After the Coronavirus – supply chains and need for change | Daily News


 

After the Coronavirus – supply chains and need for change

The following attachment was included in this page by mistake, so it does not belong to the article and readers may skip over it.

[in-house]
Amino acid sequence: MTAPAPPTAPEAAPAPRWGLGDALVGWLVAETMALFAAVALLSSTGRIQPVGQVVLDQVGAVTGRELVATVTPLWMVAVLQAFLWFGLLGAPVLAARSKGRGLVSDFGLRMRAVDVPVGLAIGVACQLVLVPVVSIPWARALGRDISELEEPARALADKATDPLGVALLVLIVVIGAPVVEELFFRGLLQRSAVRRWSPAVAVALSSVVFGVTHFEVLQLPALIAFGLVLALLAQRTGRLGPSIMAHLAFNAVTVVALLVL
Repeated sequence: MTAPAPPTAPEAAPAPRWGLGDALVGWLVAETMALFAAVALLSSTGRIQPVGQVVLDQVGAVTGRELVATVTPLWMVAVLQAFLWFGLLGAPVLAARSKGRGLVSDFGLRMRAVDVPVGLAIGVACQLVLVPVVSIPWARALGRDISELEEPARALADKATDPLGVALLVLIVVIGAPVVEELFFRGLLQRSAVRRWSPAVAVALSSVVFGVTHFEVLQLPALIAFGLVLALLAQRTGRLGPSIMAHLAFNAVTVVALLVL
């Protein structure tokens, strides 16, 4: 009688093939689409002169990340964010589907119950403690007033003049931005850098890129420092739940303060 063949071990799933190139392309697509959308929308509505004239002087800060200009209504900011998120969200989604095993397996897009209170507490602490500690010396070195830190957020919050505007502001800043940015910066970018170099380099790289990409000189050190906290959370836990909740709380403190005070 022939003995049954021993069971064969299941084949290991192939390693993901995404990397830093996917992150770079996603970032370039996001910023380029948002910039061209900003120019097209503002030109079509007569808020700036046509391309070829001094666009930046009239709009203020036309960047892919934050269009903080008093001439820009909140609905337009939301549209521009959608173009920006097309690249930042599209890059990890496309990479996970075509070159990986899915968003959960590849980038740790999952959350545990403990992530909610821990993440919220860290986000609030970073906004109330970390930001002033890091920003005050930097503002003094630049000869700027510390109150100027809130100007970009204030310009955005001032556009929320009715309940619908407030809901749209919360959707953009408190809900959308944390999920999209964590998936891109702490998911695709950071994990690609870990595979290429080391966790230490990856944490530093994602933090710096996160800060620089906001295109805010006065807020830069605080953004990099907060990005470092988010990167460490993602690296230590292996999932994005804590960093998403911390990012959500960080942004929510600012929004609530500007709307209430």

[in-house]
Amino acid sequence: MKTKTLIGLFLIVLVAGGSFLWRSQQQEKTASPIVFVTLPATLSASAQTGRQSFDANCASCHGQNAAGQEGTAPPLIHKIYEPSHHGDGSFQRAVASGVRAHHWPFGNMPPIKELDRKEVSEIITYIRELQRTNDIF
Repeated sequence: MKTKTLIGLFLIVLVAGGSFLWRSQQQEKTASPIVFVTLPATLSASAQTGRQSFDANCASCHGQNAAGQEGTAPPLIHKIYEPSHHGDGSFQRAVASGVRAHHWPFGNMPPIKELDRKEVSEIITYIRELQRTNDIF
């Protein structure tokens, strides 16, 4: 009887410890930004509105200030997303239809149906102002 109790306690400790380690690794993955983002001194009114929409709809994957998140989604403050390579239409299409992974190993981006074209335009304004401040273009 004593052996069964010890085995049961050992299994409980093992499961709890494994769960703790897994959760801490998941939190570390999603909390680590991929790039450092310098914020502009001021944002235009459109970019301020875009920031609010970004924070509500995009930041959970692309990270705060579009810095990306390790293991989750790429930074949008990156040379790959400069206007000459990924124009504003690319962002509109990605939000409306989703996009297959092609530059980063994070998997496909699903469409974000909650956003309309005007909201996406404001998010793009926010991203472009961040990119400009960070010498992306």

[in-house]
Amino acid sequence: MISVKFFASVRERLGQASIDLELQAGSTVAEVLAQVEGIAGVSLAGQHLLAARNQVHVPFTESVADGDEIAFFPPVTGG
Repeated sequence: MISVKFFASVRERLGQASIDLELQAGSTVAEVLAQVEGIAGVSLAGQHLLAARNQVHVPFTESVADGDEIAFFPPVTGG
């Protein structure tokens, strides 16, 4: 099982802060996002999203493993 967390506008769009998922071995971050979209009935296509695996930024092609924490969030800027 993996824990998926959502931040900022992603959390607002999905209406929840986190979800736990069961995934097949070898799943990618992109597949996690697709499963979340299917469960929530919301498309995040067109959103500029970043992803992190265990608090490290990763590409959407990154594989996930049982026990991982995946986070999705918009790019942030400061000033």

While nobody could have predicted the scale, speed, severity, or timing of the outbreak, could businesses be better prepared to deal with the consequences? This isn’t the first time they’ve faced supply chain disruption. The COVID-19 outbreak is arguably more impactful than all these events combined because it hasn’t just created hurdles, it’s completely stopped production, something many supply chains can’t absorb. But the reasons businesses are struggling to deal with the fallout are the same: supply chains are fragile. Developing a cogent supply chain response to the coronavirus outbreak is extremely challenging, given the scale of the crisis and the rate at which it is evolving. The best response, of course, is to be ready before such a crisis hits, since options become more limited when a disruption is in full swing. However, there are measures that can be taken now even if you’re not fully prepared. And although its long-term consequences have yet to fully play out, the coronavirus outbreak already provides some lessons about how you can better prepare your company to deal with future large-scale crises.